After driving FOREVER on a dirt road clearly designed to destroy anything with four wheels, we finally reached the trail head.  Alarka Preserve is such a unique place.  It's a high elevation valley with red spruce (the southern most occurring growth for this species) and wonderful natural bogs; which means you'll find many unusual plants, birds and insects not normally found within the higher elevations of this area. While near one of the bogs we did hear a bird we think was the same or very similar to one we've heard in the swampy areas of Georgia and Florida, but couldn't see it to identify it.  We took the Forest Road (FR86E) for about 1.5 miles where it dead ended.  To the left of the trail was an obvious path heading down towards the sound of the falls.  From here the trail is STEEP!  Definately not a place for small children or during a rain storm.  To get to the falls, we had to make our way down a nearly vertical climb, holding onto roots and rocks.  But the view was certainly well worth it.  And what a unique and peaceful place.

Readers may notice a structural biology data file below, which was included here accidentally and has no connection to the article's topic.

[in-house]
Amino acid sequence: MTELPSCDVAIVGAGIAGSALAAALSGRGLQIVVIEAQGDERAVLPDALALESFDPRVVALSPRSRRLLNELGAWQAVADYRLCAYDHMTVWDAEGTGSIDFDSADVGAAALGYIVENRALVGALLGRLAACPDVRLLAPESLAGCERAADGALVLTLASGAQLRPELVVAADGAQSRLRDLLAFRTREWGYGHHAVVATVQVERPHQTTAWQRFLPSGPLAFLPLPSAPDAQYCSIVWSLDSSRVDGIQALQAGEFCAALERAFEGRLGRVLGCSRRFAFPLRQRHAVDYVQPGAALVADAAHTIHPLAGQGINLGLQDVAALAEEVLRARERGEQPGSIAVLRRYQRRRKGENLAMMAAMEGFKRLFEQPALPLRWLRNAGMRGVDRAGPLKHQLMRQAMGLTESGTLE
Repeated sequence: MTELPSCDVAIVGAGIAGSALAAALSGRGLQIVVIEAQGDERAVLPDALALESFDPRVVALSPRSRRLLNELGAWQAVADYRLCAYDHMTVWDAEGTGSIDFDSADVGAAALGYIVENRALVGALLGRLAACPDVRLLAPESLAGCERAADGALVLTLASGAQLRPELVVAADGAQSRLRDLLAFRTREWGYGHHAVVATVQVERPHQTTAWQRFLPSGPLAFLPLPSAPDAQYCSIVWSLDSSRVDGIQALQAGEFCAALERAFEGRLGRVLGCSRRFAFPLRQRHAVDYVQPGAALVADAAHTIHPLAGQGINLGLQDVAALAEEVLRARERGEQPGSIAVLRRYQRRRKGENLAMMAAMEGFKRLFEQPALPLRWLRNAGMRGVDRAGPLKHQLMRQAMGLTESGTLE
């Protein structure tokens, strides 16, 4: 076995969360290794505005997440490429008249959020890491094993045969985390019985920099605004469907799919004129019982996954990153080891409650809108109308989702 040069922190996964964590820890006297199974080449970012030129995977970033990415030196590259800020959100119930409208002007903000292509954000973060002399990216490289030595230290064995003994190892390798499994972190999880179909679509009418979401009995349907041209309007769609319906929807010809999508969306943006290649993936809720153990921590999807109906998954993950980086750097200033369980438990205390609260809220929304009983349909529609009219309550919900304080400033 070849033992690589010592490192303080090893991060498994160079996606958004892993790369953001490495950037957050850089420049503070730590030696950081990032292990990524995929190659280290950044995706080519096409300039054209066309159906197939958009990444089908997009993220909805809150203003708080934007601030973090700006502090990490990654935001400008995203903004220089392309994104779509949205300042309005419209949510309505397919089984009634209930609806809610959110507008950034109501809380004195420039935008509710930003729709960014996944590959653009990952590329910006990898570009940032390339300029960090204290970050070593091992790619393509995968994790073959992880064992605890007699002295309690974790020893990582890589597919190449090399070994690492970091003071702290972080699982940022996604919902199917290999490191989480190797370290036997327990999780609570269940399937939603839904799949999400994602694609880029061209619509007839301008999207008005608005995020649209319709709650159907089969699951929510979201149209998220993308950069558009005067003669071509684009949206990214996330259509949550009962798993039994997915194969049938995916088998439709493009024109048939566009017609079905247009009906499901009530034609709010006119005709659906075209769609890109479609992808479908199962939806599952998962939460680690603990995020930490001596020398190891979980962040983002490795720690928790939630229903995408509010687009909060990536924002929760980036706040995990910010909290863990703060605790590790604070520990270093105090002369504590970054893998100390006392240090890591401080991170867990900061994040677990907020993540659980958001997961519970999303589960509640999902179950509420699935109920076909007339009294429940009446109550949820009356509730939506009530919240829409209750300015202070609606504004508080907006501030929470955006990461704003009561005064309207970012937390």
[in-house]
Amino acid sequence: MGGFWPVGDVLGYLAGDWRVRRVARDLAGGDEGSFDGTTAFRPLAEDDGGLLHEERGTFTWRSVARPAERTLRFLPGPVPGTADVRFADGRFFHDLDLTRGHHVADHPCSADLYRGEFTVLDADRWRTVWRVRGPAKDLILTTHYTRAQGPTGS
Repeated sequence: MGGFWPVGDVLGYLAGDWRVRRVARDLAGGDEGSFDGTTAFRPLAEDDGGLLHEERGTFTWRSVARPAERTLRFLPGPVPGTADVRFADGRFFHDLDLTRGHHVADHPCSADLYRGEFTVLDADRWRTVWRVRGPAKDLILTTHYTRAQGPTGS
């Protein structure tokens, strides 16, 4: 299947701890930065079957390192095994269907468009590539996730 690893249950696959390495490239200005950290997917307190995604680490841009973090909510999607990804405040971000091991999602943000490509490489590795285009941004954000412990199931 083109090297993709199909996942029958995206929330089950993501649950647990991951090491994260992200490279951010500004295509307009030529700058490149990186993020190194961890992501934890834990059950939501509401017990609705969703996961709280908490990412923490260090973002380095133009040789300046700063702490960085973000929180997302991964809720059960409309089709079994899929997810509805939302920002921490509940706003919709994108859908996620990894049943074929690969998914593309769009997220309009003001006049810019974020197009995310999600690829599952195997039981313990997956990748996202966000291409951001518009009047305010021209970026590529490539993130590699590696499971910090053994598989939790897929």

Next stop was the Cowee Fire Tower.  This was a straight walk down a gated forest road where it dead-ended at the fire tower.  While the views were somewhat blocked by power lines, it was still a great little hike and the fire tower seemed to be in fairly good condition.  Unfortunately, it was padlocked so we couldn't explore inside the tower, but we did manage to hop out onto the first ledge and grab some shots from there.

All in all, a good "compromise" trip!